Mystic and the Connecticut Coast
Katharine Hepburn grew up in Old Saybrook. Humphrey Bogart and Lauren Bacall honeymooned in Mystic. Julia Roberts had her big-screen breakthrough role in 1988’s Mystic Pizza. But long before any of them came America’s seafaring heritage. Mystic, Connecticut, wraps visitors in memories, romance, charm, great food and a living museum. (And maybe a wager or two …)
Mystic is America. The postcard-perfect town midway along the northern edge of the Long Island Sound refused to blink, determined to hold on to its seafaring past. Today, the charming town offers the uninitiated an opportunity to learn about that past while savoring modern-day luxury.
Deep Creek Lake
Deep Creek Lake, with its serene setting and convenience to entertainment, culture and family-friendly dining, is a four-season escape that can be enjoyed by both thrill-seekers and loungers. And it is a vacation getaway that has a generational pull.
The Brandywine Valley is a picturesque region known for extraordinary contributions to America’s cultural heritage. Driving through the countryside lined with dazzling estates, you’ll pass legendary Longwood Gardens and Winterthur, known for its premier collection of American furniture and decor. Members of the aristocratic du Pont family founded both of these landmarks, while a third-generation du Pont built the Versailles-like Nemours Mansion. Another must-see is Brandywine River Museum of Art, where the Wyeth family painted notable works of American art.
Bald Head Island
At some point in life, we all want to get away to a secluded island and shuck off life’s responsibilities. Bald Head Island is most likely the closest we Northern Virginians will get.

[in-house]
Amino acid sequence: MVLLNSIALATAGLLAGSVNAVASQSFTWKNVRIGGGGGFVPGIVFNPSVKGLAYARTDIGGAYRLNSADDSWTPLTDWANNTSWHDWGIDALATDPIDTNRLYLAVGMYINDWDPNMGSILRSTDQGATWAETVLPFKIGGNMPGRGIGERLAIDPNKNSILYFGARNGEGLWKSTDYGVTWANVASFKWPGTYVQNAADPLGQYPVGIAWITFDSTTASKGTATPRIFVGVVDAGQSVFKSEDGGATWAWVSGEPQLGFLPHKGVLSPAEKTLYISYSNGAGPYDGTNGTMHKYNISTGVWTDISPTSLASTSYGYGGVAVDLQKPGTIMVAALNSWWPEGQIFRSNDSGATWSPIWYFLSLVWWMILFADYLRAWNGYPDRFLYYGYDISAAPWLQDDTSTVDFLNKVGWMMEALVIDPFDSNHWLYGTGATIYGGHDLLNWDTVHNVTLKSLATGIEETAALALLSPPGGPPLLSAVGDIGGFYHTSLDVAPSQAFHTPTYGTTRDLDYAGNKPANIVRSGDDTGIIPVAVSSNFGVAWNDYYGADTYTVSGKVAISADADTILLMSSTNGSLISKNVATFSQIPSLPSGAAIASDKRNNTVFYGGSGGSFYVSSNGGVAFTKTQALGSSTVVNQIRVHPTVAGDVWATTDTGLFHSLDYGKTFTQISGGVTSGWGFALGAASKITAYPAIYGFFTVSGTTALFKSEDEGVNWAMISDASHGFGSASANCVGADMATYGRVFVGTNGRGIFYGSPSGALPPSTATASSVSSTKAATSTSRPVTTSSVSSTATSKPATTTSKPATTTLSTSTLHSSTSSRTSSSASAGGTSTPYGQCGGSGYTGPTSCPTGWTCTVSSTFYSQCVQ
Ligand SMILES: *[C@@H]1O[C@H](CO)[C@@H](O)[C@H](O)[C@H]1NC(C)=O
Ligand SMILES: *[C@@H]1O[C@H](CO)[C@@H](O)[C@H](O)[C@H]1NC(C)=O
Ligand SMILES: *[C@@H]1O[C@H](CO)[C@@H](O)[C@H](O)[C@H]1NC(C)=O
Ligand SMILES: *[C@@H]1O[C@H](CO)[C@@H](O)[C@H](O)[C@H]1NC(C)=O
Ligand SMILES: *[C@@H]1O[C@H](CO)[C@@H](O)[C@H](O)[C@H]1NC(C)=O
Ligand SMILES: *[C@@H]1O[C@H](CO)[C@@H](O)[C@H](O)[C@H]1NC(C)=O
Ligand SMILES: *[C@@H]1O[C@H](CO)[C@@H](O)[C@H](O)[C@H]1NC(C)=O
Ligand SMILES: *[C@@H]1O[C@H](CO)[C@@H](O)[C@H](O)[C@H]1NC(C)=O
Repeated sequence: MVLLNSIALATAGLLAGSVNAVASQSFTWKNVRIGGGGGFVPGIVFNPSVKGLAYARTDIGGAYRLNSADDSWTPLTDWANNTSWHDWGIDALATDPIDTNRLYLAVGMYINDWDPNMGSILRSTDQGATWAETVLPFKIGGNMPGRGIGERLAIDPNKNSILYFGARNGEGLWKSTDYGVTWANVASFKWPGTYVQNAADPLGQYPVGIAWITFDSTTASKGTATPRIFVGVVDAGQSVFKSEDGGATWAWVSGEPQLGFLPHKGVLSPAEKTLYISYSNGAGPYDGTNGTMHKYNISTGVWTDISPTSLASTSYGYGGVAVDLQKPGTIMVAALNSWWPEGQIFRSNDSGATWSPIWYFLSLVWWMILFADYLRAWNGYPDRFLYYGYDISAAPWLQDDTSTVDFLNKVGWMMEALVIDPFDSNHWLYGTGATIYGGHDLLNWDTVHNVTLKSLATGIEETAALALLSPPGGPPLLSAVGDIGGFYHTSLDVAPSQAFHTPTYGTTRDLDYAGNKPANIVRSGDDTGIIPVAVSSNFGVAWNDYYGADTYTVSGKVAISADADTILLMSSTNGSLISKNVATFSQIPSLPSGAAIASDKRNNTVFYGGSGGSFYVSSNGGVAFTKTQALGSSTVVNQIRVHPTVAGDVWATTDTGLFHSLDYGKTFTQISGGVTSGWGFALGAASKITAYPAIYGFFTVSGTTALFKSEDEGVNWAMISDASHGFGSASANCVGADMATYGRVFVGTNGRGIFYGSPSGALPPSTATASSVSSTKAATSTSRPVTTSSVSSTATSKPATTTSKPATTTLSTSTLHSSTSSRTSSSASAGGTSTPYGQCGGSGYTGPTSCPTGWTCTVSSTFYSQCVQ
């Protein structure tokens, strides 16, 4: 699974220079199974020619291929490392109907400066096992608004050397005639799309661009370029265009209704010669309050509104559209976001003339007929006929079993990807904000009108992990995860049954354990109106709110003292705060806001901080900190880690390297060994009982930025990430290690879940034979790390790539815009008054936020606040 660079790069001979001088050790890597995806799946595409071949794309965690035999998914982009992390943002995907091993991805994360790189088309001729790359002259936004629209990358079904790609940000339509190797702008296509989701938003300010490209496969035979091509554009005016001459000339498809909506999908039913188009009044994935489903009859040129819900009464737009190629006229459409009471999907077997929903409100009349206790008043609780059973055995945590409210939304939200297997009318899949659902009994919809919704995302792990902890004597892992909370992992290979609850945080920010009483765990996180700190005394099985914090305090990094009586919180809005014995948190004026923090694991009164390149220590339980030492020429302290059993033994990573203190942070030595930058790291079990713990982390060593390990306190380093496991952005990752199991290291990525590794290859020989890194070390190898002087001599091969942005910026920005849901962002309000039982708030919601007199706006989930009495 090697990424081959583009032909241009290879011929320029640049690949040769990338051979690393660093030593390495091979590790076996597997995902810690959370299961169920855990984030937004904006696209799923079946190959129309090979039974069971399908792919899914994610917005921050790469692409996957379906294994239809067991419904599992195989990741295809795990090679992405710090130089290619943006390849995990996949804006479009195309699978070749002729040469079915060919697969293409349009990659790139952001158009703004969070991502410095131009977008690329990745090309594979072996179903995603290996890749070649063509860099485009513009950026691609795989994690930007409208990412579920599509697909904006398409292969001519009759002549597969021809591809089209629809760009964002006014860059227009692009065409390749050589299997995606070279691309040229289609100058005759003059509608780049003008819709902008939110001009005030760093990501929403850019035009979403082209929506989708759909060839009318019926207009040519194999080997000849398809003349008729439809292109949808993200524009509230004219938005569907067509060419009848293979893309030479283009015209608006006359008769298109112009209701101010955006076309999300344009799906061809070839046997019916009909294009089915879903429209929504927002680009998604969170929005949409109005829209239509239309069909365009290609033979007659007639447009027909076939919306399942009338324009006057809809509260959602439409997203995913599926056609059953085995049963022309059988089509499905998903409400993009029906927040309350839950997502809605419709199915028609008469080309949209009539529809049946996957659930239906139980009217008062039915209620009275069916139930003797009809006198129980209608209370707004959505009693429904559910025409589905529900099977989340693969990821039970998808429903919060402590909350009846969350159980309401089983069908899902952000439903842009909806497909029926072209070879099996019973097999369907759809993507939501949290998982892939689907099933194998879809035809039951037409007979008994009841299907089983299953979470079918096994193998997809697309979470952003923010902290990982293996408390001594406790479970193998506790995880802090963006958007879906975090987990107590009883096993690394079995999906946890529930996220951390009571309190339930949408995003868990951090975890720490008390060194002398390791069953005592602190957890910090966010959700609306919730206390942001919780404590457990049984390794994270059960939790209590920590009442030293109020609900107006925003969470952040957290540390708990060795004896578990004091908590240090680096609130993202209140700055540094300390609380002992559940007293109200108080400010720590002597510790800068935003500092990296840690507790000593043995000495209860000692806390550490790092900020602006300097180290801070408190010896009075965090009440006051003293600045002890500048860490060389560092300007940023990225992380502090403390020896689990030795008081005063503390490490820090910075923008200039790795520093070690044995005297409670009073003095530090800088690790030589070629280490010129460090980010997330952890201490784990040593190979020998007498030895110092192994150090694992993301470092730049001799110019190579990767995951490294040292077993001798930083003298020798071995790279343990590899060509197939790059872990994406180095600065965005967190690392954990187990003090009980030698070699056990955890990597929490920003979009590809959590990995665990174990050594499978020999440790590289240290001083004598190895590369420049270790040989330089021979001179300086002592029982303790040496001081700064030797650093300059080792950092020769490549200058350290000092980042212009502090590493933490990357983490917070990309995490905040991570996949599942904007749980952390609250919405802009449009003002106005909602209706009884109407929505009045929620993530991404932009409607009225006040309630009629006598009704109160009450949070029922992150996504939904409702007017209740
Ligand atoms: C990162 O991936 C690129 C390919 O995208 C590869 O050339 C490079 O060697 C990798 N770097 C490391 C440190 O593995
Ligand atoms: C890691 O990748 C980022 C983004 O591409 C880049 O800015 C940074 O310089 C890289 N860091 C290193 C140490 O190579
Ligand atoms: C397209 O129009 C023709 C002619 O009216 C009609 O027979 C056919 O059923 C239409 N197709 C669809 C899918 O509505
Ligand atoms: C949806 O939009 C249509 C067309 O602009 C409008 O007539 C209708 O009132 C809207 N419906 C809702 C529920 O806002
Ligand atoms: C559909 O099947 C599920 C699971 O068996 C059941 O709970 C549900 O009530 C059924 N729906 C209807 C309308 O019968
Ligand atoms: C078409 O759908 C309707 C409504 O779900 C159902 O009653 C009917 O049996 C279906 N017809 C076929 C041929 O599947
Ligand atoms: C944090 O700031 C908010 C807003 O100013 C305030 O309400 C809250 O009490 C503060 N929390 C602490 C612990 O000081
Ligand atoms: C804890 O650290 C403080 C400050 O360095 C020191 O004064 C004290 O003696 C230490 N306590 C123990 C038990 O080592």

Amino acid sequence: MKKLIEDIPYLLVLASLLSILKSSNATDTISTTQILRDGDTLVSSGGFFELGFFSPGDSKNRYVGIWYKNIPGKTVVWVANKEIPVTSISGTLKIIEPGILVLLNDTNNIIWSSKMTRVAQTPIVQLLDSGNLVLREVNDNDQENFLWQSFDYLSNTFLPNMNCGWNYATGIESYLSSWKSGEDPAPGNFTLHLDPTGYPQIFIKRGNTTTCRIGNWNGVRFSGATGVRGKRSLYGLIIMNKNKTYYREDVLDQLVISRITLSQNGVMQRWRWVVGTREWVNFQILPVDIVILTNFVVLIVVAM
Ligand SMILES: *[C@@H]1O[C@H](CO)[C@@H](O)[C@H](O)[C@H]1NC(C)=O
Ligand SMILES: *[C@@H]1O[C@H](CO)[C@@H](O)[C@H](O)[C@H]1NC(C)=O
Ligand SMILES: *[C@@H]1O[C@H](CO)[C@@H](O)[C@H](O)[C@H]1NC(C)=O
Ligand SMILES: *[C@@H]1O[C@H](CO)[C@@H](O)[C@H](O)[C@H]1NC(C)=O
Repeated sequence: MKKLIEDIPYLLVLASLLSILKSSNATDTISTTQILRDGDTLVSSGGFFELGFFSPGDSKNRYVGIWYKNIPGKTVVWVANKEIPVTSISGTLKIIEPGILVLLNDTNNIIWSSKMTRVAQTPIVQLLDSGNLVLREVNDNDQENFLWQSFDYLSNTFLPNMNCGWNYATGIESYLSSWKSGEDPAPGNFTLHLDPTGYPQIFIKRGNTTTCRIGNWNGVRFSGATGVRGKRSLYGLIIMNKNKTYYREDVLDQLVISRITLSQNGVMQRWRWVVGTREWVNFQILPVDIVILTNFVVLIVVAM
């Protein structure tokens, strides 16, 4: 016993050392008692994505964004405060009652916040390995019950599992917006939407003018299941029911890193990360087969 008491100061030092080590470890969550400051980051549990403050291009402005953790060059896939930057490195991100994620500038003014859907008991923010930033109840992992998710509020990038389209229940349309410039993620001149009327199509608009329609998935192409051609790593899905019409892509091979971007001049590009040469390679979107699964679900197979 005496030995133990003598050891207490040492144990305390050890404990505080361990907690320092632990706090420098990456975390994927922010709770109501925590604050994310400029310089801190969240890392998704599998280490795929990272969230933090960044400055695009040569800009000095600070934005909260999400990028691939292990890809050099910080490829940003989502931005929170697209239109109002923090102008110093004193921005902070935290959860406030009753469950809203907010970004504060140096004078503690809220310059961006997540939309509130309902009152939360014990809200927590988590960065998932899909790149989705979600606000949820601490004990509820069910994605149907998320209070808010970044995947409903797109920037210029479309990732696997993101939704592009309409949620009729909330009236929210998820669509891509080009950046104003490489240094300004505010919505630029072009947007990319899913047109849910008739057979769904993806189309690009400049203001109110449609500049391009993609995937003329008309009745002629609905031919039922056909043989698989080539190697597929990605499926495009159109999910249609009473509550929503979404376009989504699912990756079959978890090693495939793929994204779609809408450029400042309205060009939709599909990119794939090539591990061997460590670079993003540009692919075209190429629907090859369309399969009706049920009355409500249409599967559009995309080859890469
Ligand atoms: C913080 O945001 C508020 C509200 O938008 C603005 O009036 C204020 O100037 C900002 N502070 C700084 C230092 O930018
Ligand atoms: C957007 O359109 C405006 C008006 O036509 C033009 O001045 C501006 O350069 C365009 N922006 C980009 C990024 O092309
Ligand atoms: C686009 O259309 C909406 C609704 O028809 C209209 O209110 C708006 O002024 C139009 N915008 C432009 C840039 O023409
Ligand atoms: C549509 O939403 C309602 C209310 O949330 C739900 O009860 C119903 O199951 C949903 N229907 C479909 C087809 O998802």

On this barrier island where residents live as one with nature, only a ferry gets you to the island—instead of cars, golf carts are used for transportation around the 5.8-square-mile (3.9 of it being land) island made up of beaches and dunes, maritime forest, freshwater lagoons and salt marshes. Home to just 158 residents (according to the 2010 census), the island is also home to wild boar and 260 species of birds, is a nesting ground for loggerhead turtles and in the past was a home to Native Americans (used as a seasonal retreat), pirates (Edward Teach, aka Blackbeard, and Stede Bonnet, known as the gentleman pirate) and bootleggers. Today the island takes it up a notch with modern cottages, marinas, golf clubs and small shopping districts that hold restaurants, markets and shops.
For decades creative types have been drawn to the Catskill Mountains of New York. Artists flocked here during the mid-19th century Hudson River School art movement that was influenced by romanticism and focused on landscape painting. Musicians converged during the ’60s for America’s famous Woodstock Festival. And today it is referred to as the Hamptons of the mountains. One can understand the moniker after just a day in the small towns that are escapes for New York’s creatives.
As a middle-aged regular at the Last Days of Autumn Brewery swills his craft brew and leans forward on his barstool, he reflects on the ways he thinks this Tennessee city bests a popular North Carolina town. “Asheville is the girl who knows she’s pretty. Knoxville is the pretty girl who doesn’t know it.”
Knoxville has a great music scene, he continues. A genuine sense of community, with reasonably priced homes. Dozens of niche restaurants. A burgeoning microbrew industry. And it’s still a bit of a secret to many potential tourists. The Scruffy City, as it’s affectionately called among natives, is a mere seven hours from NoVA by car—time easily well-spent. The town is a jewel. Every door of its restored turn-of-the-century buildings welcomes you in. And every resident is willing to linger for an extended conversation.
Cleveland is a place of deep pride. The Great Lakes hub is experiencing a period of immense growth and revitalization, and upon arriving, a group of friends and locals were quick to offer help for the assignment at hand: what to see and do during a trip to The ’Land (the city’s affectionate nickname). They offered their two cents on the best restaurants, festivals, museums and, inevitably, the great east versus west side debate. In that moment, and all the moments that followed during our trip, it was easy to see just where all that pride comes from.